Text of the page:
How to protect your finances while you're looking for a new job

Library | 9/18/2020



   
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If you’ve been laid off due to the economic fall-out from COVID-19, you are not alone. Forbes reported at the end of July that a whopping 30 million Americans were currently receiving unemployment benefits – about 20% of all US workers.

    

And, it could get worse. The Federal Reserve Bank of St. Louis forecasted in March that 47 million Americans could lose their jobs because of COVID-19, which would push the unemployment rate above 25%— a level not seen since the Great Depression.

   

The important thing now is for you to take steps to protect the financial health of you and your family, cut expenses so you can live as frugally as possible, and find a new source of income. Below are 6 steps to get started on that path.

   
   

1.  File a claim for unemployment benefits.

Contact your state’s unemployment office as soon as possible. Depending on the state, you may be able to file your claim online, in person, or over the phone. The payout you receive will vary by state, but aims to replace about 50% of your previous income. You will have to meet eligibility requirements and there may be conditions you have to follow (such as actively looking for work) to continue to receive payments. Once you’ve secured unemployment, you may also automatically receive supplemental funds via a government stimulus package. 

   
  

2.  Make sure you have health insurance.

If you’ve been laid off, you likely lost your health insurance benefits. You can keep your employer’s plan for up to three years with COBRA, but you’ll have to pay for premiums yourself which can be costly. The Affordable Health Care Act provides less expensive options; go to Healthcare.gov to get register and see what’s available. When you register on the site, you’ll also find out if you qualify for Medicaid or if children in your household qualify for the Children’s Health Insurance Plan.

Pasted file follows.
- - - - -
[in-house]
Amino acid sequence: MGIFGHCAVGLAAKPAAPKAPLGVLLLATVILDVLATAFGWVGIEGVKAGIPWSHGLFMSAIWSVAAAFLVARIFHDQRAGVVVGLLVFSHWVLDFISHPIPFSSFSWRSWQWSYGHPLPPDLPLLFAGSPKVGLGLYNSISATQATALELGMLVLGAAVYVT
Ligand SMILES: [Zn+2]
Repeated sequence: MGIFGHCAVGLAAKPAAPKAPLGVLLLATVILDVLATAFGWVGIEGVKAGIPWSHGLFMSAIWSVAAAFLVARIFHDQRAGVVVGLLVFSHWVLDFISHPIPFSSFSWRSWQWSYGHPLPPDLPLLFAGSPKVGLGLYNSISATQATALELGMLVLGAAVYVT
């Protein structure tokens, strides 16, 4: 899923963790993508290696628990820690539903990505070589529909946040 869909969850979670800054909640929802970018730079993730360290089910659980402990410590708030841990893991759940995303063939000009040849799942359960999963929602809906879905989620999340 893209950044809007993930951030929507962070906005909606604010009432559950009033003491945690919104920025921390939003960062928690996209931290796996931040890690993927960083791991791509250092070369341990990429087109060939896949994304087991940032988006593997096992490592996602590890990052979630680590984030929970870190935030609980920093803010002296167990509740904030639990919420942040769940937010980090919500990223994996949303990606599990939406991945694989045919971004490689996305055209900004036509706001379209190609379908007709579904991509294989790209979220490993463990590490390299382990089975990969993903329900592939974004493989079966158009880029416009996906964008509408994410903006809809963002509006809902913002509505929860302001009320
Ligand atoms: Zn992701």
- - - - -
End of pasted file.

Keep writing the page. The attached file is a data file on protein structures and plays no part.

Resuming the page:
3.  Assess your current financial situation.

Consider your savings accounts, any assets you might be able to liquidate, as well as any supplemental sources of income to determine how much money you have to work with. Look through all your current expenses and cut the fat; you might be surprised at the things you can live without. Focus on spending on the basics first – groceries, your rent or mortgage, utilities, and transportation, and try to save whatever is left over since you don’t know how long you’ll be out of work.  

   
   

4.  Seek relief for paying your bills.

Many states have halted foreclosures or evictions for people that are unable to pay their mortgage or rent, but that won’t last forever. Contact your mortgage lender and ask about financial relief programs; many banks are reducing payments over a longer term or making other accommodations. If you rent, contact your landlord and let them know of your situation and try to negotiate a lower monthly payment. Contact all of the companies you regularly make payments to such as utilities, cable, Wi-Fi, credit cards, etc. and see what programs they have in place to assist you. If grocery bills are becoming a concern, consider applying for the government’s food assistance program – SNAP.

  
       

5.  Tap into your 401(k) – if you must.

While we’ve all been taught to leave our retirement accounts alone, desperate times call for desperate measures. Due to the CARES Act, people younger than 59½ can withdraw up to $100,000 without incurring a 10% penalty  through the end of 2020. You’ll still be taxed on that money, however, so make sure there aren’t better options for accessing additional funds.

    
   

6.  Start your job search.

Update your resume, reach out to former bosses, coworkers or work contacts and spread the word that you are seeking work. It’s possible that the industry you were in is not hiring now, so be open to different opportunities. Additionally, you may want to use this time to learn new skills, gain certifications or take classes to make you more marketable and qualify you for better, higher-paying positions. There also are a number of “essential” businesses that are hiring right now – grocery stores, Amazon, Walmart, CVS, food delivery drivers, etc. Make your job search your new job and work at it consistently to get results.

 

 
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